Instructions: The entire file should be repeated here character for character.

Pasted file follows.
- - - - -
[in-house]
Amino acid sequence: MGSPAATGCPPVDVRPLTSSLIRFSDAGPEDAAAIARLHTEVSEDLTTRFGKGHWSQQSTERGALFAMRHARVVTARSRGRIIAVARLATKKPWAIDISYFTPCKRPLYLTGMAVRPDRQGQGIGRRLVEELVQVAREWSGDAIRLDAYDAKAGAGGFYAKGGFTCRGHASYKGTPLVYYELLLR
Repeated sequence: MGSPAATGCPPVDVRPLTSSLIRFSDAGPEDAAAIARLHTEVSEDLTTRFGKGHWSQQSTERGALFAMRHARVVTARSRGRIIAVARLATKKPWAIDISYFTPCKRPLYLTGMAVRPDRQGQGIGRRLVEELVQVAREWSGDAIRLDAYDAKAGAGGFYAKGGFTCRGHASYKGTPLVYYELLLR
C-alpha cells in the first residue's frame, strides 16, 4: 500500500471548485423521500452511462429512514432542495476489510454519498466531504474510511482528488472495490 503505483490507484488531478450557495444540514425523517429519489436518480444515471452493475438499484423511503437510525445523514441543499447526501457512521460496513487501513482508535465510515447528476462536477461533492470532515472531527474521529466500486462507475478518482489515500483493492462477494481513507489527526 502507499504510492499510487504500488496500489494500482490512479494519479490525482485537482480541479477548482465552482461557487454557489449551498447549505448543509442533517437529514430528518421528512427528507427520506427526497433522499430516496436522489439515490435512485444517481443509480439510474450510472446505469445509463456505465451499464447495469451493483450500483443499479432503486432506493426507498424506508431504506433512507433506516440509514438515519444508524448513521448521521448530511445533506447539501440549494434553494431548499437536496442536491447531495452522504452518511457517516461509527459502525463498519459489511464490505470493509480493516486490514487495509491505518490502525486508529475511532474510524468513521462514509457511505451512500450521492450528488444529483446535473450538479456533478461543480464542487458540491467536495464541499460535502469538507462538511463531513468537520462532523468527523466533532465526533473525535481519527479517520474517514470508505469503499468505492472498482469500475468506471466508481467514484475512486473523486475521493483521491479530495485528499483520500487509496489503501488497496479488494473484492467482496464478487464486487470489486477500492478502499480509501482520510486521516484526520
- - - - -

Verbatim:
[in-house]
Amino acid sequence: MGSPAATGCPPVDVRPLTSSLIRFSDAGPEDAAAIARLHTEVSEDLTTRFGKGHWSQQSTERGALFAMRHARVVTARSRGRIIAVARLATKKPWAIDISYFTPCKRPLYLTGMAVRPDRQGQGIGRRLVEELVQVAREWSGDAIRLDAYDAKAGAGGFYAKGGFTCRGHASYKGTPLVYYELLLR
Repeated sequence: MGSPAATGCPPVDVRPLTSSLIRFSDAGPEDAAAIARLHTEVSEDLTTRFGKGHWSQQSTERGALFAMRHARVVTARSRGRIIAVARLATKKPWAIDISYFTPCKRPLYLTGMAVRPDRQGQGIGRRLVEELVQVAREWSGDAIRLDAYDAKAGAGGFYAKGGFTCRGHASYKGTPLVYYELLLR
C-alpha cells in the first residue's frame, strides 16, 4: 500500500471548485423521500452511462429512514432542495476489510454519498466531504474510511482528488472495490 503505483490507484488531478450557495444540514425523517429519489436518480444515471452493475438499484423511503437510525445523514441543499447526501457512521460496513487501513482508535465510515447528476462536477461533492470532515472531527474521529466500486462507475478518482489515500483493492462477494481513507489527526 502507499504510492499510487504500488496500489494500482490512479494519479490525482485537482480541479477548482465552482461557487454557489449551498447549505448543509442533517437529514430528518421528512427528507427520506427526497433522499430516496436522489439515490435512485444517481443509480439510474450510472446505469445509463456505465451499464447495469451493483450500483443499479432503486432506493426507498424506508431504506433512507433506516440509514438515519444508524448513521448521521448530511445533506447539501440549494434553494431548499437536496442536491447531495452522504452518511457517516461509527459502525463498519459489511464490505470493509480493516486490514487495509491505518490502525486508529475511532474510524468513521462514509457511505451512500450521492450528488444529483446535473450538479456533478461543480464542487458540491467536495464541499460535502469538507462538511463531513468537520462532523468527523466533532465526533473525535481519527479517520474517514470508505469503499468505492472498482469500475468506471466508481467514484475512486473523486475521493483521491479530495485528499483520500487509496489503501488497496479488494473484492467482496464478487464486487470489486477500492478502499480509501482520510486521516484526520